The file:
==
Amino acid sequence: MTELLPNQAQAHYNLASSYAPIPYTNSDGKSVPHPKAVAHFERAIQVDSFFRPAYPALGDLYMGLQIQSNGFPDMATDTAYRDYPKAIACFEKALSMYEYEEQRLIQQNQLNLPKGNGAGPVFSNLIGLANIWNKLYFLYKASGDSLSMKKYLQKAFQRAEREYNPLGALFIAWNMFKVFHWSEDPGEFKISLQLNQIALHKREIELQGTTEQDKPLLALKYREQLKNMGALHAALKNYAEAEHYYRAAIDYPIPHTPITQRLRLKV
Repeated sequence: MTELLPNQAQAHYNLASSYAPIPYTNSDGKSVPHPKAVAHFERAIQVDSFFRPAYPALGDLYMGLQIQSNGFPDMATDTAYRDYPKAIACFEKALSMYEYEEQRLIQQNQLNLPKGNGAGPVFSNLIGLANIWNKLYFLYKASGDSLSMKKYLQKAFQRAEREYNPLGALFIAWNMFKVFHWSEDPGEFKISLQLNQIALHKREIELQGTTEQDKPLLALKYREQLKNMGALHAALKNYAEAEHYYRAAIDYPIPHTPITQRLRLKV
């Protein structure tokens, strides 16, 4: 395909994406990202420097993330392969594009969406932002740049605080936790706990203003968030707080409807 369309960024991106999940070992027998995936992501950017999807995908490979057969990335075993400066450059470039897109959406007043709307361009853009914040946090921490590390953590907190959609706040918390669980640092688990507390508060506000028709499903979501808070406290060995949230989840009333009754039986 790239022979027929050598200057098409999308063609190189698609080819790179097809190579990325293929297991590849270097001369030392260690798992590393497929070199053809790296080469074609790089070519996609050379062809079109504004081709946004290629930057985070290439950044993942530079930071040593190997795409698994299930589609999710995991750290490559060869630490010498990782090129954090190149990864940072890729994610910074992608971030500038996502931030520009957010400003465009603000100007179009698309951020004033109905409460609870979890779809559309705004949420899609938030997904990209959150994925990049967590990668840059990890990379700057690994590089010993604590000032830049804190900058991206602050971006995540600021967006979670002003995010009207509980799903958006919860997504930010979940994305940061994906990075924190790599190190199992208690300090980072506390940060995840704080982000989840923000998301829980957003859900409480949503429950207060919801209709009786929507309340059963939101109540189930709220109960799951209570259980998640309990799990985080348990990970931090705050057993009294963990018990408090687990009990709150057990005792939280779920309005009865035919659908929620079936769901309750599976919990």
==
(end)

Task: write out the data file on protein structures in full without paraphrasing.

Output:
Amino acid sequence: MTELLPNQAQAHYNLASSYAPIPYTNSDGKSVPHPKAVAHFERAIQVDSFFRPAYPALGDLYMGLQIQSNGFPDMATDTAYRDYPKAIACFEKALSMYEYEEQRLIQQNQLNLPKGNGAGPVFSNLIGLANIWNKLYFLYKASGDSLSMKKYLQKAFQRAEREYNPLGALFIAWNMFKVFHWSEDPGEFKISLQLNQIALHKREIELQGTTEQDKPLLALKYREQLKNMGALHAALKNYAEAEHYYRAAIDYPIPHTPITQRLRLKV
Repeated sequence: MTELLPNQAQAHYNLASSYAPIPYTNSDGKSVPHPKAVAHFERAIQVDSFFRPAYPALGDLYMGLQIQSNGFPDMATDTAYRDYPKAIACFEKALSMYEYEEQRLIQQNQLNLPKGNGAGPVFSNLIGLANIWNKLYFLYKASGDSLSMKKYLQKAFQRAEREYNPLGALFIAWNMFKVFHWSEDPGEFKISLQLNQIALHKREIELQGTTEQDKPLLALKYREQLKNMGALHAALKNYAEAEHYYRAAIDYPIPHTPITQRLRLKV
């Protein structure tokens, strides 16, 4: 395909994406990202420097993330392969594009969406932002740049605080936790706990203003968030707080409807 369309960024991106999940070992027998995936992501950017999807995908490979057969990335075993400066450059470039897109959406007043709307361009853009914040946090921490590390953590907190959609706040918390669980640092688990507390508060506000028709499903979501808070406290060995949230989840009333009754039986 790239022979027929050598200057098409999308063609190189698609080819790179097809190579990325293929297991590849270097001369030392260690798992590393497929070199053809790296080469074609790089070519996609050379062809079109504004081709946004290629930057985070290439950044993942530079930071040593190997795409698994299930589609999710995991750290490559060869630490010498990782090129954090190149990864940072890729994610910074992608971030500038996502931030520009957010400003465009603000100007179009698309951020004033109905409460609870979890779809559309705004949420899609938030997904990209959150994925990049967590990668840059990890990379700057690994590089010993604590000032830049804190900058991206602050971006995540600021967006979670002003995010009207509980799903958006919860997504930010979940994305940061994906990075924190790599190190199992208690300090980072506390940060995840704080982000989840923000998301829980957003859900409480949503429950207060919801209709009786929507309340059963939101109540189930709220109960799951209570259980998640309990799990985080348990990970931090705050057993009294963990018990408090687990009990709150057990005792939280779920309005009865035919659908929620079936769901309750599976919990």